Bhuin ankhe collected for Dessert preparation.

Method:

Take curd in a bowl. Add to it sweetener according to choice and stir well. Add cardamom powder, black salt, bhuin ankhe fruits and copped leaves, other chopped fruits according to preference. Mix well and serve.

Bhuin ankhe dessert ready to serve.

‘Rayata’:

Ingredients:

Ripe fruits of bhuin ankhe and other chopped leaves,1/2kg; curd, 1kg; Chopped medium sized onion, 3-4, red or green chilies, 3-4, black pepper, ¼ tea spoon, black salt according to taste.

Method:

Take curd in a bowl. Add to all above in sequence. Mix well and serve.

Bhuin ankhe rayata ready to serve

Method:

Take curd in a bowl. Add to all above in sequence. Mix well and serve.

Parantha’

Ingredients:

Bhuin ankhe chopped leaves, 250 g; boiled medium sized potato; 4-5, Oil or ghee. 8-10 table spoon; wheat flour, 4 cup amount; chopped medium sized onion, 2-3, red or green chilies, 3-4, black pepper, ¼ tea spoon, black salt according to taste.

Paste made up of meshed potato, bhuin ankhe leaves and spices for parantha making.

Method:

Mesh boiled potato. Add to it chopped bhuin ankhe leaves and spices listed above. Mix well to make Fine paste. Now parantha dough is prepared by mixing wheat flour and water. Knead dough till it is soft, let it rest for sometime. Make small round balls of dough, stuff paste inside balls and roll to thin layered flat breads, Now in hot tawa smear some oil and place flatbread over it. Cook both sides by applying oil. Now parantha is ready to serve. Serve it hot with chutney or tomato ketchup or pickle or butter or curd according to choice.

Potato, bhuin ankhe leaves parantha ready to serve.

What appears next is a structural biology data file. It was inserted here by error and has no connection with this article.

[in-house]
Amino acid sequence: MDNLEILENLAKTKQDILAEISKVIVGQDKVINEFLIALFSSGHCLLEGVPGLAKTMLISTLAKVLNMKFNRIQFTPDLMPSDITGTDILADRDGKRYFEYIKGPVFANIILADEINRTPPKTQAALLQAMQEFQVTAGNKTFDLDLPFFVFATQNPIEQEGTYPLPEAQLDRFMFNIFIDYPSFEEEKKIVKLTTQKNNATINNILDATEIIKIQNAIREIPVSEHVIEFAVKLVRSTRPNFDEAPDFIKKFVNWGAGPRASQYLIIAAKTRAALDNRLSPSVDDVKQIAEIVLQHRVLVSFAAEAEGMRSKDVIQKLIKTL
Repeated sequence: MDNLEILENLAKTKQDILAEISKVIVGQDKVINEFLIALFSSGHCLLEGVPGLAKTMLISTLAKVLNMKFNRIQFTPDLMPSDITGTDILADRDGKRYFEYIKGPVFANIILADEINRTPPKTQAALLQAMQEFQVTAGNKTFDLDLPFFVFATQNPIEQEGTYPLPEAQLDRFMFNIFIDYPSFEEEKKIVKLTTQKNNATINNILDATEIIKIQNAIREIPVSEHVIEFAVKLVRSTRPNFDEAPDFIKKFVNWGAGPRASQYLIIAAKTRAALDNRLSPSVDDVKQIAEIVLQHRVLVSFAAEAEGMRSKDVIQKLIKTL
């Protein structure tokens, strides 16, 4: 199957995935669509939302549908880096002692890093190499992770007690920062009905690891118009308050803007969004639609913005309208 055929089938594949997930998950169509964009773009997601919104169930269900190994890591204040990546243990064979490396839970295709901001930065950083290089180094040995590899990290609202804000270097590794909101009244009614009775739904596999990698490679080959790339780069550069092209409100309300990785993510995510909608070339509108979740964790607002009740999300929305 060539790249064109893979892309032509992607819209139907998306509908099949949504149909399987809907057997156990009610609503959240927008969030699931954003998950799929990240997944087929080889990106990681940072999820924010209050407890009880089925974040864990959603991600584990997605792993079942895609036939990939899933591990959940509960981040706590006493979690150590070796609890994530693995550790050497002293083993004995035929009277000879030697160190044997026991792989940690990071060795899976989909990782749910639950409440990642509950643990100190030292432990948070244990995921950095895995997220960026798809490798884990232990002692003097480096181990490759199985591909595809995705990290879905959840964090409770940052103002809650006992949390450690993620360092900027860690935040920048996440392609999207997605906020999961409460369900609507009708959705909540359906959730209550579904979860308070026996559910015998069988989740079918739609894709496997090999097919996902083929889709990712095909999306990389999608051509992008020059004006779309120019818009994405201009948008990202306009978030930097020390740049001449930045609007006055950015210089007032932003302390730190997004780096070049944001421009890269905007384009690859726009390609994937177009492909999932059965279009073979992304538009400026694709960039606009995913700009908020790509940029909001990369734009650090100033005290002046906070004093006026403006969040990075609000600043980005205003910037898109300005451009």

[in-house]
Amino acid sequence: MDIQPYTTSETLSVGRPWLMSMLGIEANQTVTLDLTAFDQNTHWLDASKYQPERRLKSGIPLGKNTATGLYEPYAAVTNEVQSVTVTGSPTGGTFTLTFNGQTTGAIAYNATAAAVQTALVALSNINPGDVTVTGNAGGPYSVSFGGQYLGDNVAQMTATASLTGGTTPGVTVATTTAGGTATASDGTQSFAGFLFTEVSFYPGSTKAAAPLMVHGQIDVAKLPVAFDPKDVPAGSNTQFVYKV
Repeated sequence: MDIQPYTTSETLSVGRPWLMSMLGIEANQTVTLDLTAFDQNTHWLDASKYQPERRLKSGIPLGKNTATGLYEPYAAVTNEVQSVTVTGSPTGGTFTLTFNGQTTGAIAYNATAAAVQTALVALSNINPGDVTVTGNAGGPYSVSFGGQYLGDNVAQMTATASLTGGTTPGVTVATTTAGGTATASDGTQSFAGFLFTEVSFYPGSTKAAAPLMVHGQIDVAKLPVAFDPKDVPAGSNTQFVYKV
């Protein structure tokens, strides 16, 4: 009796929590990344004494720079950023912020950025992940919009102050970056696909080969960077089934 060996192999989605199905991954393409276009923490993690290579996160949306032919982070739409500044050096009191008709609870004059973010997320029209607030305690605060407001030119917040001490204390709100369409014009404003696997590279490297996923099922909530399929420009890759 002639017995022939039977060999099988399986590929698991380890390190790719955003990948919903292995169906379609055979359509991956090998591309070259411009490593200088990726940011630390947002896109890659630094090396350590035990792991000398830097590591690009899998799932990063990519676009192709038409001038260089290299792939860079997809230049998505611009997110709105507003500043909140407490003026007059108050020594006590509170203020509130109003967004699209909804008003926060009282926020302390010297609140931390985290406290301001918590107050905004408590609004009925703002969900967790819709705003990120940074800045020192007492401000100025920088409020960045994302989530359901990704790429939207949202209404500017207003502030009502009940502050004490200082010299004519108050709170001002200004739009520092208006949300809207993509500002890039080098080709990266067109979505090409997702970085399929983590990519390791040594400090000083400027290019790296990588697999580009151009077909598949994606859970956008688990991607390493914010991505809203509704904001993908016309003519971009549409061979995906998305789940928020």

Kachru or sosaru:

For preparing a kachru, ingredients required are 1kg fresh leaves and flowers, 1/2 kg besan (black gram powder) or corn flour. 1 cup amount fresh coriander leaves,1/2 table spoon ajwain, 3-5 green chilies, ½ table spoon turmeric powder, 2-3 chopped onions and salt according to taste

Method:

Make a paste of leaves, besan or corn flour and spices. Heat some oil on a flat heating pan. Put this paste over a pan and cook for 15 to 20 minutes then kachru will be ready to serve.

Refreshing Summer Drink:

For preparing refreshing summer drink, boil leaves of bhuin ankhe 250g in half liter     of water for 8-12 minutes then wait for cool down. Add to this 12-15 honey drops, fresh or dried mint leaves, pinch of salt and black pepper as required then mix it well and now it is ready to serve. Drink is considered as a cooling agent in full summers.

Nutritive value:

The fruits contain 58.7 per cent extractable juice and 77.4 per cent moisture. They also contain 6.,2 g of total soluble solids, 0.67 g acidity, 3.40 g of total sugars, 1.78 g of reducing sugars and 1.54 g of non-reducing sugars per 100 ml of the juice. Almost a negligible quantity of tannins was found in this fruit. The vitamin C content of the fruit is 6.29 mg per 100 ml of the juice1.

            The total content of minerals of the fruit, as represented by its ash, is 1.647 per cent. The protein content of the fruit is 1.51 per cent. Other mineral elements, viz. phosphorus, potassium, calcium, magnesium and iron, are 0.077, 0.282, 0.126 0.121 and 0.010 per cent respectively1.

Seek professional advice before treating this plant medicinally.

Medicinal

The whole plant is anticoagulant, antiseptic, depurative (purifier) and febrifuge (fever reducer)2. A decoction of the leaves is used in the treatment of swellings 2,3. An infusion of the flowers is used to activate the blood circulation 3. The fruit is used to cure skin diseases 3. A decoction of the plant is used as a poultice for abscesses, boils, burns etc. 3.

Other Uses

Green foliage of bhuin ankhe are grazed by grazing animal as forage. It is also grown as a good ground cover in lawn and gardens.

References:

  1. Parmar. C. and Kaushal. M.K. (1982) Wild Fruits of the Sub-Himalayan Region. Kalyani Publishers. New Delhi.
  2. Stuart. Rev. G. A.(1911); Chinese Materia Medica.
  3. Duke, J. A., & Ayensu, E. S. (1985). Medicinal plants of China (Vol. 2). Reference Publications.